Clay, Fire and Porcelain


By Papri Das

While many of us aren’t well acquainted with ceramic art, the recently held exhibition ‘Under Construction’ shows how the art form continues to garner patrons amongst an exclusive group of A-listers. Those who graced the inauguration ceremony include honchos like Siddharth Roy Kapur with his wife and Bollywood actress Vidya Balan, Dolly Thakore, Khushnuma Khambatta and many more. While that's a promising turn out, well-known ceramist Anjani Khanna, who was also featured in the exhibition, feels that the art form needs more patrons.

“I prefer it when the work is bought by people who enjoy art, and understand ceramics as a medium. There are few understanding collectors in Mumbai and Delhi, but we certainly need more serious buyers,” says Khanna, who was recently invited to China to contribute to a permanent collection at the FuLe International Ceramic Museum in Fuping.

While Khanna specialises in stoneware clay and porcelain, the other six contributing have varied expertise. “In ‘Under Construction’, all materials are represented. Neha Pullarwar and Tejashree Sagvekar have worked in terracotta and earthenware, Rashi Jain, Veena Chandran, Nausheen Bari, Shayonti Salvi and I have used mostly stoneware, and Rashi Jain has some works in porcelain,” Khanna points out.

She shares that she was interested in the art form from a young age thanks to her induction to ceramic art by well known ceramist Primula Pandit, but it was when she entered professional life that she realised that her true calling lay in dabbling with fire and clay.

“After college in Mumbai I studied pottery with Mr Ray Meeker at the Golden Bridge Pottery in Pondicherry. I then went on to study biology at the University of Cambridge in the UK and on returning to India worked as an environment policy analyst and journalist. However, I returned to clay and Pondicherry. I spent another year and a half working at Golden Bridge Pottery, before returning to Mumbai,” says Khanna, who now runs her studio and kiln in Alibad in western harbor of Mumbai.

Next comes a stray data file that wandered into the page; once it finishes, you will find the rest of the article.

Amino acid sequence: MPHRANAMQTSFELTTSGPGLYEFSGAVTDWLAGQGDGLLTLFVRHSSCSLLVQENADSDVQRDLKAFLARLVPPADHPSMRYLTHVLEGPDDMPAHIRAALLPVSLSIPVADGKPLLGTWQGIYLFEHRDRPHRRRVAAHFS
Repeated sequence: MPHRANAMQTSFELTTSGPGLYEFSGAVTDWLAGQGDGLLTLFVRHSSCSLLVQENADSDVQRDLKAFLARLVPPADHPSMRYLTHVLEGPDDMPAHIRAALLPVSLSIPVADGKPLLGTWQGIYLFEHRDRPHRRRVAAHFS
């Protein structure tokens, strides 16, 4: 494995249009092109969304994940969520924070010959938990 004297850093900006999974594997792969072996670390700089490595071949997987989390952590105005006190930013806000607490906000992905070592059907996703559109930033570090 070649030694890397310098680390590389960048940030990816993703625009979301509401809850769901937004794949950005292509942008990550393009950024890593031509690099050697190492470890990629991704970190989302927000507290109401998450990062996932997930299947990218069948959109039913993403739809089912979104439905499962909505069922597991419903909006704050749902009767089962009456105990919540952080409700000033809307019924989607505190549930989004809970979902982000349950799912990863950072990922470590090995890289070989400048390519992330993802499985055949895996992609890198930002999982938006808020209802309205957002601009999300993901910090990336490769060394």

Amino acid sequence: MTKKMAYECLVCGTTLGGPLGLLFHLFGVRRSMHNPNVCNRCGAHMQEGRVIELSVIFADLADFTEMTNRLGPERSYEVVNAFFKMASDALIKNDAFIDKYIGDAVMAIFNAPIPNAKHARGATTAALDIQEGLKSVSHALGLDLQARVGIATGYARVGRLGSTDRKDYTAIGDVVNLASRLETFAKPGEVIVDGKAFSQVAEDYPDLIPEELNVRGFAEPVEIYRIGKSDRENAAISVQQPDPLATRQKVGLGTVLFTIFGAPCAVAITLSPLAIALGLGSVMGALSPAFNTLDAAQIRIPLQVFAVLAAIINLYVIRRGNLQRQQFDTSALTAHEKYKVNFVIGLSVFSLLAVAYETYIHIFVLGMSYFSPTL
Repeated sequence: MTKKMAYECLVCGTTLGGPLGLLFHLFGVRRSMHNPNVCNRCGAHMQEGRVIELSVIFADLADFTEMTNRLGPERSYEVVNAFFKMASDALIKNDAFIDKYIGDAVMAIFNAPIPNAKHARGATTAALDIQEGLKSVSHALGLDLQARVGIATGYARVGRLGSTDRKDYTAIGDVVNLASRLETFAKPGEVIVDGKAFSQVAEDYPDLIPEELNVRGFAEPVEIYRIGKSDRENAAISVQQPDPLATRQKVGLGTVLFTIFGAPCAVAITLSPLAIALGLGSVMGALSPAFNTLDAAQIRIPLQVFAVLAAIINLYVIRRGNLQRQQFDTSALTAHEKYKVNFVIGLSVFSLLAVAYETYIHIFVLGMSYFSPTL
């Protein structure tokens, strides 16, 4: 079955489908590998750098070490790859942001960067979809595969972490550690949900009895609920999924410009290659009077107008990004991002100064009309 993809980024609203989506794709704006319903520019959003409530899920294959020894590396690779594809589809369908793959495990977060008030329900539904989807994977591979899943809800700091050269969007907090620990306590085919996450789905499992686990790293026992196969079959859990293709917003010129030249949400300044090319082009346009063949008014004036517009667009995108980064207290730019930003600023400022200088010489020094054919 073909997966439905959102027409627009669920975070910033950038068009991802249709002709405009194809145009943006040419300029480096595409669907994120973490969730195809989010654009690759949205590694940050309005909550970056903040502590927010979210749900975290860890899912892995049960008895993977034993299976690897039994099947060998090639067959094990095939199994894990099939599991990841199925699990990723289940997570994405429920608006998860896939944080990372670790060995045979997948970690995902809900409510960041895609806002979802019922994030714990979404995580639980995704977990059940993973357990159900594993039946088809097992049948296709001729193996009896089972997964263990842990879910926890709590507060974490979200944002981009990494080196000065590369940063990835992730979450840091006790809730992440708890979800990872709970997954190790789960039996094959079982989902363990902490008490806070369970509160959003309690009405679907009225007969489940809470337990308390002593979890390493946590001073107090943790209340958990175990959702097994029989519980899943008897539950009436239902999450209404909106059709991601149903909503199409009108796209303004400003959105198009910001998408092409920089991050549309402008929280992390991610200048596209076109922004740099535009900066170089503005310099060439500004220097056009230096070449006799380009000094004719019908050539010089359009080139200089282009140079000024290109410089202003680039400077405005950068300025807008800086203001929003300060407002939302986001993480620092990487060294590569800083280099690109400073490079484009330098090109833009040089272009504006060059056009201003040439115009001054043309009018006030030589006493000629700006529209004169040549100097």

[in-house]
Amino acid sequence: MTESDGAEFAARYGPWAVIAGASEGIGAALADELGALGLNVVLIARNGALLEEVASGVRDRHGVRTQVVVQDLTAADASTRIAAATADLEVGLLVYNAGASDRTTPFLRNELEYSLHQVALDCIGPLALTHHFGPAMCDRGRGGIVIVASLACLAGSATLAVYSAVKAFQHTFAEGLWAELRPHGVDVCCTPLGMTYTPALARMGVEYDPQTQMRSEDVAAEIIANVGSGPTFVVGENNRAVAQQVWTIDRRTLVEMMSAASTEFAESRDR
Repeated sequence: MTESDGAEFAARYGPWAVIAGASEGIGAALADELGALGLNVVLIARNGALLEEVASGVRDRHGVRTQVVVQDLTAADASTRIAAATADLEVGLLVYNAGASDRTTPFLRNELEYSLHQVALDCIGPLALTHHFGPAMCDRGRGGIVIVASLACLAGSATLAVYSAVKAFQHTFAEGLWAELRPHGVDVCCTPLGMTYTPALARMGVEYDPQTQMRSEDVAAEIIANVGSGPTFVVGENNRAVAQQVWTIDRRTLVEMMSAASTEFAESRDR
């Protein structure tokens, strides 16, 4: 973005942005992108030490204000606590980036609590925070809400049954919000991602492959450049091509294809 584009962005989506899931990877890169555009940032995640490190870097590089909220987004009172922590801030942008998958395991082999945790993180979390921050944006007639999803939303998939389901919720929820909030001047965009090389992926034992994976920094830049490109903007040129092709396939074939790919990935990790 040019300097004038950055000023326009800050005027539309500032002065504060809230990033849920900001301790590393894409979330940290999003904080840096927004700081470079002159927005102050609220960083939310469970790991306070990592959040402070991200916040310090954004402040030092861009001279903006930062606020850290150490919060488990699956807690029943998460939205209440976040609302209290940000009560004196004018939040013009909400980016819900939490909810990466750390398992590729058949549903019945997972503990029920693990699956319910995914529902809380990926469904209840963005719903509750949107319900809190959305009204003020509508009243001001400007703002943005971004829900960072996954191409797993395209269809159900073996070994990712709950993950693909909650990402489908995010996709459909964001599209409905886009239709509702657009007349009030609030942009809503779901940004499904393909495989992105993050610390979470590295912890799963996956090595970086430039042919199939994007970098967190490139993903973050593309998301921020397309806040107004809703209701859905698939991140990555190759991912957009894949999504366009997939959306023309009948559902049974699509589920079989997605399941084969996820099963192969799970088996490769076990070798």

When asked what appeals to her about ceramics the most, she explains, “Clay is a very versatile, ancient and natural material. The material is completely transformed by fire from a soft malleable material to a hard, unchanging form. I find that and the process of working with clay very interesting. Not only does the medium facilitate aesthetic expression, but it also demands technical rigour as the processes of converting raw clay to fired ceramic is arduous and requires learning and skill.”

While Khanna gives a simplified idea, the process isn't that simple. “I work in stoneware clay and fire the sculpture at almost 1300 degrees Celsius. I also work with porcelain, which is also fired at a high temperature. Terracotta and earthenware are fired at a lower temperature,” Khanna shares, adding that the choice of clay too plays an important role in the outcome.

Due of these harsh conditions and parameters, there are very few artists who pursue this form, and even lesser who are successful. Needless to say, that adds to the exclusivity of certain artworks, while others go unnoticed. “There are a few artists working with clay who are successfully supporting themselves with their work. A lot of other artists are struggling,” says Khanna, hoping that more galleries will support the work of artists who work in clay, as the number of practitioners and the quality of their work continues to grow.


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